The selective call device 250 synchronizes its battery savers to the appropriate batch in the communication signals 1-48 from the satellite using the synchronization code of the appropriate signals as is well known to one of ordinary skill in the art. Once the selective call device 250 has been synchronized and addressed, it will decode the satellite communication signals carried by beams 1-48.
Referring to FIG. 3, the coverage area 115 of the satellite is shown illustrating the forty-eight spot beams 1-48. As discussed above, the antenna 104 sequentially scans through the forty-eight beams and generates a communication signal in at least one of the beams. The multiple user access and scanning techniques include one or more of the following techniques: Time Division Multiple Access (TDMA), Frequency Division Multiple Access (FDMA), or Code Division Multiple Access (CDMA) well known to one of ordinary skill in the art. In all cases, any of the subset of the of the multiple beams might be used simultaneously according to the traffic demands of the satellite communication system. The Doppler frequency shift contours are illustrated by the contour lines 402-422 depicting the actual Doppler frequency shift associated with each contour. The dotted line 430 depicts an overlap between the present satellite and a next satellite, and the dotted line 440 depicts the overlap region between a previous satellite and the current satellite in a multiple satellite communication system.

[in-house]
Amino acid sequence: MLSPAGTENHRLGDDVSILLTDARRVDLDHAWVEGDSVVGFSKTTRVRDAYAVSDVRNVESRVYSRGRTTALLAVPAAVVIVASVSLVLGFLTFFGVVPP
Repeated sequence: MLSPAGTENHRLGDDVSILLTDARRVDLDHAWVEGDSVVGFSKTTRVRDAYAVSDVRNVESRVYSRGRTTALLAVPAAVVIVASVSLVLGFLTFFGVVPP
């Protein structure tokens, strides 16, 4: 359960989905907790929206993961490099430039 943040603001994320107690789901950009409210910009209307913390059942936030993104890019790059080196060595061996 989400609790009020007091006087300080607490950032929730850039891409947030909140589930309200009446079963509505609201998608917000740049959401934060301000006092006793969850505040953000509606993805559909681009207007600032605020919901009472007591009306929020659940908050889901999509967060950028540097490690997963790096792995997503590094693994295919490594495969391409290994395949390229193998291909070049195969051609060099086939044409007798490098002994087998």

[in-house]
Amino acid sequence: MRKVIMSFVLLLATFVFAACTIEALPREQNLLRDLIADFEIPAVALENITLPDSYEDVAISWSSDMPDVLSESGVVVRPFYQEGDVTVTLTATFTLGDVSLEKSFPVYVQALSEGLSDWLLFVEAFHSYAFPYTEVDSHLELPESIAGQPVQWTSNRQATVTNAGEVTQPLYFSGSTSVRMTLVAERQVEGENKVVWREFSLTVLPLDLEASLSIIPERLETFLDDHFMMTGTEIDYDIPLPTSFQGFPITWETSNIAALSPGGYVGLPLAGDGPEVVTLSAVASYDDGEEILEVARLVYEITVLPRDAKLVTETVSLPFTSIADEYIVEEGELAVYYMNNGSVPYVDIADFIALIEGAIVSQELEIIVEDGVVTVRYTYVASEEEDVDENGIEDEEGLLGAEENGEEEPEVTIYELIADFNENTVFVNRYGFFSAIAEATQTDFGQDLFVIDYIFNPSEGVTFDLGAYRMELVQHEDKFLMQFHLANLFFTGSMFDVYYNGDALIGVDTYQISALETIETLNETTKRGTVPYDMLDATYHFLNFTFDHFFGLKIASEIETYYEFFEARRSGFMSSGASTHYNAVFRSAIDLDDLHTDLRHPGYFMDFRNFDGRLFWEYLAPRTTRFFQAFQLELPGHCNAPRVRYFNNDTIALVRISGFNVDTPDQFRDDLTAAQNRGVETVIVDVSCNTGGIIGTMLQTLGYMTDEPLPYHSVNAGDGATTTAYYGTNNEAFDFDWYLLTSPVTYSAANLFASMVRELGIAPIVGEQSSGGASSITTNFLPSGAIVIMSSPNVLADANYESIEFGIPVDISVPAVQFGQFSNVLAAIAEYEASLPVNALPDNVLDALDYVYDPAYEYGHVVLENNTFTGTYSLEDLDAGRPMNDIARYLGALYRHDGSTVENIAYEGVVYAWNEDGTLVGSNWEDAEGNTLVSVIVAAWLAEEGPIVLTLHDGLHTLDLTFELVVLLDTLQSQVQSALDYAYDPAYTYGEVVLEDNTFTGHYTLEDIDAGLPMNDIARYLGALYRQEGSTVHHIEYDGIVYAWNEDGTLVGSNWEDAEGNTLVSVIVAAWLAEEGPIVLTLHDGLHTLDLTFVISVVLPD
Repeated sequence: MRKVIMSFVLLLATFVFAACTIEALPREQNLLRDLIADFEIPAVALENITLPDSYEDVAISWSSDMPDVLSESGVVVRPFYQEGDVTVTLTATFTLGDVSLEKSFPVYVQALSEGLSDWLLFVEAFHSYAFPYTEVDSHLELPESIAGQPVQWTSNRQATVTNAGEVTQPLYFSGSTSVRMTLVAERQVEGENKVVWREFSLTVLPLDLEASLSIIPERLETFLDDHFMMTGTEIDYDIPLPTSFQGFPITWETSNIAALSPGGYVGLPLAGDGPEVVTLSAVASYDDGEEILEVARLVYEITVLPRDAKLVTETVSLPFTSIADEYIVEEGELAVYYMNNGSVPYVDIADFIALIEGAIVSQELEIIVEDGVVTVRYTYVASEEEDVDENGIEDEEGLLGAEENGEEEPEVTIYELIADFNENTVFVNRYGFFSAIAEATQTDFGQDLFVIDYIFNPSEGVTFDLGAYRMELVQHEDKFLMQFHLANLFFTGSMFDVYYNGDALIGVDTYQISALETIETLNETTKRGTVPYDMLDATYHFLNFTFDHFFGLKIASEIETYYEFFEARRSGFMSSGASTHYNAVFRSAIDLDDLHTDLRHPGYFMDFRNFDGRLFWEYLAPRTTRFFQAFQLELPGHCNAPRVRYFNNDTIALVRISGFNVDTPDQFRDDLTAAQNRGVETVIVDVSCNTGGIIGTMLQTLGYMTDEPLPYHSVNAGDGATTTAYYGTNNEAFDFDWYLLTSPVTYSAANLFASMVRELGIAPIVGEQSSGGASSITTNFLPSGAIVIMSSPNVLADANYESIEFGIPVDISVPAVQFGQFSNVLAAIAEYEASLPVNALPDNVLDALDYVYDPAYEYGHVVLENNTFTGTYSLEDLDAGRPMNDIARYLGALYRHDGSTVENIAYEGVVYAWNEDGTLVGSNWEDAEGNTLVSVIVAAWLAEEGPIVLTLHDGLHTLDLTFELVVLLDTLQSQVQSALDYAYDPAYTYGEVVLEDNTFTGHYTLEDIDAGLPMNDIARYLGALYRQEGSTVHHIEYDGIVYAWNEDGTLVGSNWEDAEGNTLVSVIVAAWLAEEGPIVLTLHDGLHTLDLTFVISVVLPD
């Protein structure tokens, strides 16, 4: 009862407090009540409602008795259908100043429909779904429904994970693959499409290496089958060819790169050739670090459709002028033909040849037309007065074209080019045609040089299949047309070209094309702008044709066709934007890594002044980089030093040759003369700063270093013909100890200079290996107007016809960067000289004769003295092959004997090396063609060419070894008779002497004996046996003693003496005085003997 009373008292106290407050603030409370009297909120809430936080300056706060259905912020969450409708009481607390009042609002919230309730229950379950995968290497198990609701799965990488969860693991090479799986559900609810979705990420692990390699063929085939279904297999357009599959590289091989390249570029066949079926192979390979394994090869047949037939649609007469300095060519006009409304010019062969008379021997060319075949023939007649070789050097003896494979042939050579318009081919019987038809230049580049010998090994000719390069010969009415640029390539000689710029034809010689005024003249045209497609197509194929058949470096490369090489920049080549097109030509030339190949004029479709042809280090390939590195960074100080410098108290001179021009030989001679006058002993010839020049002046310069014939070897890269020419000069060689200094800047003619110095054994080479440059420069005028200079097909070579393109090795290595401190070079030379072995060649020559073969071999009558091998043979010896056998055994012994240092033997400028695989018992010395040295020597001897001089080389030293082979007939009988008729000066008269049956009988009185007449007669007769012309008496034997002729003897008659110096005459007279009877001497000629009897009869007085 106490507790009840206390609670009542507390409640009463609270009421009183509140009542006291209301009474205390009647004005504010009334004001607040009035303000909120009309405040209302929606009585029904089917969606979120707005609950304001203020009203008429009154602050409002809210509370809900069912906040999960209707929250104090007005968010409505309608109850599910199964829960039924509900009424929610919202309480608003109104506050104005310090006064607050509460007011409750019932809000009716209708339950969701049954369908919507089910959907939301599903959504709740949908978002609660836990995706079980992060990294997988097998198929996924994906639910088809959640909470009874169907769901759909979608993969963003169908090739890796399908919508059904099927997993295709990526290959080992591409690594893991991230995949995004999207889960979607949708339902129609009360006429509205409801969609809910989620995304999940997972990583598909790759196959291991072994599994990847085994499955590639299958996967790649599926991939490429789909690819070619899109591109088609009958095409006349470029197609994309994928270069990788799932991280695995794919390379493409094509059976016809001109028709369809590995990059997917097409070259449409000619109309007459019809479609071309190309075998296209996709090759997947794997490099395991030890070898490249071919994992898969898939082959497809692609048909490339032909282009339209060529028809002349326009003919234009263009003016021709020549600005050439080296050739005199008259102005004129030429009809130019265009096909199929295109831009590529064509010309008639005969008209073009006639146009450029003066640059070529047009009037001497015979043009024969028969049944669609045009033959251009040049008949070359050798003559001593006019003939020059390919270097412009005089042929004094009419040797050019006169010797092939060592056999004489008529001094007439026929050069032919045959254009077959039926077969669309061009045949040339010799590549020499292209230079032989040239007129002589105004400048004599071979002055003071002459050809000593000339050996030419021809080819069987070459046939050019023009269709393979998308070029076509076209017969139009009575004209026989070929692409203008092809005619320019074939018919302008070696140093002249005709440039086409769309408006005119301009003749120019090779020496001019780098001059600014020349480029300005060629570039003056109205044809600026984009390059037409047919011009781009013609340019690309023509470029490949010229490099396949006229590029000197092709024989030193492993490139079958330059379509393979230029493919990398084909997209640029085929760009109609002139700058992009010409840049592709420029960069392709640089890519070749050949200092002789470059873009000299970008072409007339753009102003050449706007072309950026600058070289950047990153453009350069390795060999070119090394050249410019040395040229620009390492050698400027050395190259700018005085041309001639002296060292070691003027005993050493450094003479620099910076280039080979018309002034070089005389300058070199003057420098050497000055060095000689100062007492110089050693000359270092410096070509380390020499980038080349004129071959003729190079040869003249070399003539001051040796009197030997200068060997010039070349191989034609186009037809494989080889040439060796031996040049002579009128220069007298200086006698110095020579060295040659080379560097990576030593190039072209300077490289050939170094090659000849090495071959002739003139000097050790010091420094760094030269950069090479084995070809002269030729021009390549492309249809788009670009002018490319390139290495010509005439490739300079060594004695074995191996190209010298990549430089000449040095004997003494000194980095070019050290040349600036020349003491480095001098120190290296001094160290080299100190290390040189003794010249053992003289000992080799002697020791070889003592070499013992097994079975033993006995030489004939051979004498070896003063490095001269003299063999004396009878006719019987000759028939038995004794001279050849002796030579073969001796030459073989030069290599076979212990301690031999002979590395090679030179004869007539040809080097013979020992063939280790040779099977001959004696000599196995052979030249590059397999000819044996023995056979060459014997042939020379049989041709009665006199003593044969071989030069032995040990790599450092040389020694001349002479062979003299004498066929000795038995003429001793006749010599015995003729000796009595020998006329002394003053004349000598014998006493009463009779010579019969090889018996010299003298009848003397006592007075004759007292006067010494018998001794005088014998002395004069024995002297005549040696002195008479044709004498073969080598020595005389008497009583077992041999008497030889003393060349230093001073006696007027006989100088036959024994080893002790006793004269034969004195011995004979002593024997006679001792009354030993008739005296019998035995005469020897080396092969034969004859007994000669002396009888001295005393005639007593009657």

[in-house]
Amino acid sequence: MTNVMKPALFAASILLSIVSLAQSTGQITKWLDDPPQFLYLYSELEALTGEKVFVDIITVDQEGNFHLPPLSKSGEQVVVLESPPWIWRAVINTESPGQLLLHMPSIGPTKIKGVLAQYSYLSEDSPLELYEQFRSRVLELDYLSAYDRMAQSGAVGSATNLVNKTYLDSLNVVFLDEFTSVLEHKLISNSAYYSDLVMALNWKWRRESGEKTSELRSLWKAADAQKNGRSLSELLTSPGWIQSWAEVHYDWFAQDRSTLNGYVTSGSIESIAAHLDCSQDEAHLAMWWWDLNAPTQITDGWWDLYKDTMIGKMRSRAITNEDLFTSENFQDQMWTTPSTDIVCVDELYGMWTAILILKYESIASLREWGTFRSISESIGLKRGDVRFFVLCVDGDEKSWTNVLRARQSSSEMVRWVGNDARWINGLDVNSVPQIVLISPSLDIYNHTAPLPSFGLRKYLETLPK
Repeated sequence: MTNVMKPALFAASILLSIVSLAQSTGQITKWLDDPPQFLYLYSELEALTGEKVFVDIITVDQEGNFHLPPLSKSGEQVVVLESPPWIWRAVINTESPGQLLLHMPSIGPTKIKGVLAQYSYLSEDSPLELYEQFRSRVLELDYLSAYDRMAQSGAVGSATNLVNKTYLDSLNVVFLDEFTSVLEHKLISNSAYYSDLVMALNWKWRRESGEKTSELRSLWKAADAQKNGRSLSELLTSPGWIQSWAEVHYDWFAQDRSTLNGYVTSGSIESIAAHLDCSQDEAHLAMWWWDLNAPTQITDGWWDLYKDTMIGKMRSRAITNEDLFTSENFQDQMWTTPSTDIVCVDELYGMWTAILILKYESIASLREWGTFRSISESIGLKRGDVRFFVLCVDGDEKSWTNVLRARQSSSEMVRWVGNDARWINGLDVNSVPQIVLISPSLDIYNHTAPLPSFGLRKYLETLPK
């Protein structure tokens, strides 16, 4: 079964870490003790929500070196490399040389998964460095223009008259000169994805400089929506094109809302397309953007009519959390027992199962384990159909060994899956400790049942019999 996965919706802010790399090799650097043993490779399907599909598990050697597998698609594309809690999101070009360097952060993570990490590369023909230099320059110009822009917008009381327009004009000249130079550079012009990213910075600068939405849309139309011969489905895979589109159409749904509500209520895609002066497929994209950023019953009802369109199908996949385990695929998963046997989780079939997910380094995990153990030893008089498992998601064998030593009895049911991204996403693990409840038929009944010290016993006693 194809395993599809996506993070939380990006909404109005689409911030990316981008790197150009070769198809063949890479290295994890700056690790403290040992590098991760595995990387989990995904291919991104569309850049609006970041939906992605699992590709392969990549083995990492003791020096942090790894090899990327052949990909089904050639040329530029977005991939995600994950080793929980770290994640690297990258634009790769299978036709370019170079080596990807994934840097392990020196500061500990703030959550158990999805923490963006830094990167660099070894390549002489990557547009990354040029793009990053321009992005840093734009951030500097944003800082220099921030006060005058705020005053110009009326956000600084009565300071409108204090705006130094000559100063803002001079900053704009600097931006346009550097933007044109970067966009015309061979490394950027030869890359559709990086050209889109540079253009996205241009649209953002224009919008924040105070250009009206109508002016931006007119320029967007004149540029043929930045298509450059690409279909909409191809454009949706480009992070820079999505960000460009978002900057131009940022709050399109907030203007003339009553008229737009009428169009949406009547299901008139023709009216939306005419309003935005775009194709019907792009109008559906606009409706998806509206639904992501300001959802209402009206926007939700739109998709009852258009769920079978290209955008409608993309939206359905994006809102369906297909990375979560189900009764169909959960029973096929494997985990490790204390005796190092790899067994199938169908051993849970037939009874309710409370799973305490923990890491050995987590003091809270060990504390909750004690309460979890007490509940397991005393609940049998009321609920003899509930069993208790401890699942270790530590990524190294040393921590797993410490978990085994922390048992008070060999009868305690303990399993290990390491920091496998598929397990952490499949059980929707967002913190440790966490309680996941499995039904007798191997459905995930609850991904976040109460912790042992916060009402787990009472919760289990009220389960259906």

In the IRIDIUM™ satellite system, for illustration, each satellite projects a plurality of beams with its geographic coverage area 115 or footprint as shown. In this example, the satellites operates near 1640 MHz, and are in a circular orbit of approximately 780 km above the earth in nearly polar orbits. In polar orbits, the satellite orbits include the north and south poles. There are approximately six orbital planes, each orbit having eleven satellites to provide ubiquitous communication across the globe.
The Doppler frequency shift contours 402-422 are as observed by a stationary receiver on the ground or by a receiver on the satellite. As shown, each beam spans only a fraction of the total possible Doppler frequency shift of between 36 kHz and -36 kHz. For example, a leading beam 20 covers Doppler frequency shifts between about 26 to 36 kHz. Beam 32 covers Doppler frequency shifts of -1 to 12 kHz. Generally, it can be seen that all the beams cover no more than about 16 kHz, the receivers and transmitters on the satellite can be pre-compensated to within approximately +8 kHz and -8 kHz of the nominal frequency depending on the projection on the earth of the particular beam. This results in a factor of 4.5 less that the +36 to -36 kHz Doppler frequency shift as illustrated in this example.